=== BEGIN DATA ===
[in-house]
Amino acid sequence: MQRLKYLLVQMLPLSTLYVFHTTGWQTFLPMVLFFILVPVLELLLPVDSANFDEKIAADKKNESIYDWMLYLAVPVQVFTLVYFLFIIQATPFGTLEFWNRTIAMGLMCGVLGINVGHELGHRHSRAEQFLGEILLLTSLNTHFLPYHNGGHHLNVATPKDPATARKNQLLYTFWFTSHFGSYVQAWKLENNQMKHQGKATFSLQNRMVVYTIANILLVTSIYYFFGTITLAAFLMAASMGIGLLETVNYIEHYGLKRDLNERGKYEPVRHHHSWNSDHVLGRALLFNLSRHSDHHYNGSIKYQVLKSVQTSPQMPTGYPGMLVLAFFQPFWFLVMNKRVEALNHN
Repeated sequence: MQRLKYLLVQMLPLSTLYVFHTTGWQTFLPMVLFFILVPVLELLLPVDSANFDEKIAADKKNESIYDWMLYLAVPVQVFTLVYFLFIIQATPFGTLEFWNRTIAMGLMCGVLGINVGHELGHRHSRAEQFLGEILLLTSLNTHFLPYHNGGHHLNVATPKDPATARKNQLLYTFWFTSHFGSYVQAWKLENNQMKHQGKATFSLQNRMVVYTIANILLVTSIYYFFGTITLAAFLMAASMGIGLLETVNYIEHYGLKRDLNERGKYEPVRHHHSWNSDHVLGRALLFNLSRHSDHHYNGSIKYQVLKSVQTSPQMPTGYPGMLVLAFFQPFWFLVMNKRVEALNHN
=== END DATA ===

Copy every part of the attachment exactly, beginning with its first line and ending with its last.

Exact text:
[in-house]
Amino acid sequence: MQRLKYLLVQMLPLSTLYVFHTTGWQTFLPMVLFFILVPVLELLLPVDSANFDEKIAADKKNESIYDWMLYLAVPVQVFTLVYFLFIIQATPFGTLEFWNRTIAMGLMCGVLGINVGHELGHRHSRAEQFLGEILLLTSLNTHFLPYHNGGHHLNVATPKDPATARKNQLLYTFWFTSHFGSYVQAWKLENNQMKHQGKATFSLQNRMVVYTIANILLVTSIYYFFGTITLAAFLMAASMGIGLLETVNYIEHYGLKRDLNERGKYEPVRHHHSWNSDHVLGRALLFNLSRHSDHHYNGSIKYQVLKSVQTSPQMPTGYPGMLVLAFFQPFWFLVMNKRVEALNHN
Repeated sequence: MQRLKYLLVQMLPLSTLYVFHTTGWQTFLPMVLFFILVPVLELLLPVDSANFDEKIAADKKNESIYDWMLYLAVPVQVFTLVYFLFIIQATPFGTLEFWNRTIAMGLMCGVLGINVGHELGHRHSRAEQFLGEILLLTSLNTHFLPYHNGGHHLNVATPKDPATARKNQLLYTFWFTSHFGSYVQAWKLENNQMKHQGKATFSLQNRMVVYTIANILLVTSIYYFFGTITLAAFLMAASMGIGLLETVNYIEHYGLKRDLNERGKYEPVRHHHSWNSDHVLGRALLFNLSRHSDHHYNGSIKYQVLKSVQTSPQMPTGYPGMLVLAFFQPFWFLVMNKRVEALNHN